Measuring Welfare – Beyond GDP

Gross domestic product (GDP), a widely accepted measure of progress, is a market value of goods and services produced during the year. Likewise, the account provides an inflation-adjusted measure of output and income. The most recognized account and a well-thought-out product of war start gaining argumentative attention on measuring welfare, for which it is not designed to do. Simon Kuznets, the developer of GDP, cautioned to the US Congress in 1934 by stating that “the welfare of a nation can scarcely be inferred from a measure of national income” has mostly been ignored by the governments across the world, and they extensively overuse the tool as a proxy to measure welfare. Kuznets was a Russian born economist who was candid enough to confess the proneness of GDP to misuse. He cautions in his speech in the congress while presenting the tool as-

“The valuable capacity of the human mind to simplify a complex situation in a compact characterization becomes dangerous when not controlled in terms of definitely stated criteria. With quantitative measurements, especially, the definiteness of the result suggests, often misleadingly, a precision and simplicity in the outlines of the object measured. Measurements of national income are subject to this type of illusion and resulting abuse, especially since they deal with matters that are the center of conflict of opposing social groups where the effectiveness of an argument is often contingent upon oversimplification.” (Kuznets, 1955)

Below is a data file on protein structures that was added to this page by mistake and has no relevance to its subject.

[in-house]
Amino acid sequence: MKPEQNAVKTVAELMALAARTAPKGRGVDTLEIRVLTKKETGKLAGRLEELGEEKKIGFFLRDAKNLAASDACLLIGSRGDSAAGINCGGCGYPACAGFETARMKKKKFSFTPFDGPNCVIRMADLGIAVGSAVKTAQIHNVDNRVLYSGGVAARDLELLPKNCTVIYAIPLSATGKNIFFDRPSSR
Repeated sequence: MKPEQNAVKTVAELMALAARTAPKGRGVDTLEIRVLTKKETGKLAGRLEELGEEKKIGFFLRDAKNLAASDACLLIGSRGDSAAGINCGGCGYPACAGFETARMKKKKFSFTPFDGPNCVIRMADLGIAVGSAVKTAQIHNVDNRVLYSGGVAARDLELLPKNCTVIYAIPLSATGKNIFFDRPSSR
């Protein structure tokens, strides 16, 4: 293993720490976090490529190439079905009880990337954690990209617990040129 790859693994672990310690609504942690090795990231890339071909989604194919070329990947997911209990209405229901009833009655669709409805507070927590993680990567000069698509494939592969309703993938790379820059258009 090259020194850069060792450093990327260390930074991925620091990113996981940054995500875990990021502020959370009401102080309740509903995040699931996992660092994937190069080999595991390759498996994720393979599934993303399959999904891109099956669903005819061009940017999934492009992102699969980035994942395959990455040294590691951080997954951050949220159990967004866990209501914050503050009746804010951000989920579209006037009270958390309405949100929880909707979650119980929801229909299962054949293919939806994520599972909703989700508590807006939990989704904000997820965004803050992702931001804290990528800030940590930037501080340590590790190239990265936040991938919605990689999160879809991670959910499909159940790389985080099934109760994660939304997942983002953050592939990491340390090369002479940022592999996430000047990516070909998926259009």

Further, John Maynard Keynes comes out with the modern definition of Gross Domestic product, which in contrast to Kuznets, has taken government spending instead of government income as a part of gross domestic product, arguing that otherwise, the government procurement of defense during the war will negatively affect the Gross domestic product calculation. The measure given by Keynes soon spread and widely accepted for the calculation of GDP. The measure concerned to gauge supply during wartime, at the time of peace turns its attention to manage demand and further try to flip its way to measure welfare.

However, vindictively inaccurate and primarily based on guesswork [for instance, a piece of information about the wrong calculation of GDP in India (2019) and Nigeria (2014)] still, it carries favoritism among policymakers.